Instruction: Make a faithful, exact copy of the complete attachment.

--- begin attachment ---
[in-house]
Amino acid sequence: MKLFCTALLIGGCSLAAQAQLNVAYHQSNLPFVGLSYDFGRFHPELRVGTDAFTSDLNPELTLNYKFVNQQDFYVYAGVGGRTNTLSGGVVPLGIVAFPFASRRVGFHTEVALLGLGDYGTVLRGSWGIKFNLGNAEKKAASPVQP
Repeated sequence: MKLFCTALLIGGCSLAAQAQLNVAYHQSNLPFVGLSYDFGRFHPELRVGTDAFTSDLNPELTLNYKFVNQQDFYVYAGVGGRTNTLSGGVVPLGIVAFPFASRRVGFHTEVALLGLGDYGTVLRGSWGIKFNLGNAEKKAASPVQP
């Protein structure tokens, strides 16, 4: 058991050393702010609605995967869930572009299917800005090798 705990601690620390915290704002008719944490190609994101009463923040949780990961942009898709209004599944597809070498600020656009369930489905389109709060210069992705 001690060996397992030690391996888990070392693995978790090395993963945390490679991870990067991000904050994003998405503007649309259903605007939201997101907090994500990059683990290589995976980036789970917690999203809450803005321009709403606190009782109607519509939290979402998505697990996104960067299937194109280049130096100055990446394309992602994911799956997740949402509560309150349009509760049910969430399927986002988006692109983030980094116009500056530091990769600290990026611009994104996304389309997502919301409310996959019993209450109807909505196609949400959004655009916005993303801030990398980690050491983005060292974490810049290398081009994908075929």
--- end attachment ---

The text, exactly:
[in-house]
Amino acid sequence: MKLFCTALLIGGCSLAAQAQLNVAYHQSNLPFVGLSYDFGRFHPELRVGTDAFTSDLNPELTLNYKFVNQQDFYVYAGVGGRTNTLSGGVVPLGIVAFPFASRRVGFHTEVALLGLGDYGTVLRGSWGIKFNLGNAEKKAASPVQP
Repeated sequence: MKLFCTALLIGGCSLAAQAQLNVAYHQSNLPFVGLSYDFGRFHPELRVGTDAFTSDLNPELTLNYKFVNQQDFYVYAGVGGRTNTLSGGVVPLGIVAFPFASRRVGFHTEVALLGLGDYGTVLRGSWGIKFNLGNAEKKAASPVQP
């Protein structure tokens, strides 16, 4: 058991050393702010609605995967869930572009299917800005090798 705990601690620390915290704002008719944490190609994101009463923040949780990961942009898709209004599944597809070498600020656009369930489905389109709060210069992705 001690060996397992030690391996888990070392693995978790090395993963945390490679991870990067991000904050994003998405503007649309259903605007939201997101907090994500990059683990290589995976980036789970917690999203809450803005321009709403606190009782109607519509939290979402998505697990996104960067299937194109280049130096100055990446394309992602994911799956997740949402509560309150349009509760049910969430399927986002988006692109983030980094116009500056530091990769600290990026611009994104996304389309997502919301409310996959019993209450109807909505196609949400959004655009916005993303801030990398980690050491983005060292974490810049290398081009994908075929």